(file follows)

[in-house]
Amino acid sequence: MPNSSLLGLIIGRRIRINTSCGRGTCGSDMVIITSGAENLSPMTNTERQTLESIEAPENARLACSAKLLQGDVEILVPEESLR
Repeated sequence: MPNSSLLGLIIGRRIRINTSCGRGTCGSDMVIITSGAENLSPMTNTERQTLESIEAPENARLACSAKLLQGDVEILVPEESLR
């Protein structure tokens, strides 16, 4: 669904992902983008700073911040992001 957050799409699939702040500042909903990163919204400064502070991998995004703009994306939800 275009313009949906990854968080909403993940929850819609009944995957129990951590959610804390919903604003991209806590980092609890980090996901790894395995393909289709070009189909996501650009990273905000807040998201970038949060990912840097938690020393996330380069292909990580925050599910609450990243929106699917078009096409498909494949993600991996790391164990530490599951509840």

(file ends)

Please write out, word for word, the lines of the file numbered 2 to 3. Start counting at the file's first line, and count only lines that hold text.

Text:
Amino acid sequence: MPNSSLLGLIIGRRIRINTSCGRGTCGSDMVIITSGAENLSPMTNTERQTLESIEAPENARLACSAKLLQGDVEILVPEESLR
Repeated sequence: MPNSSLLGLIIGRRIRINTSCGRGTCGSDMVIITSGAENLSPMTNTERQTLESIEAPENARLACSAKLLQGDVEILVPEESLR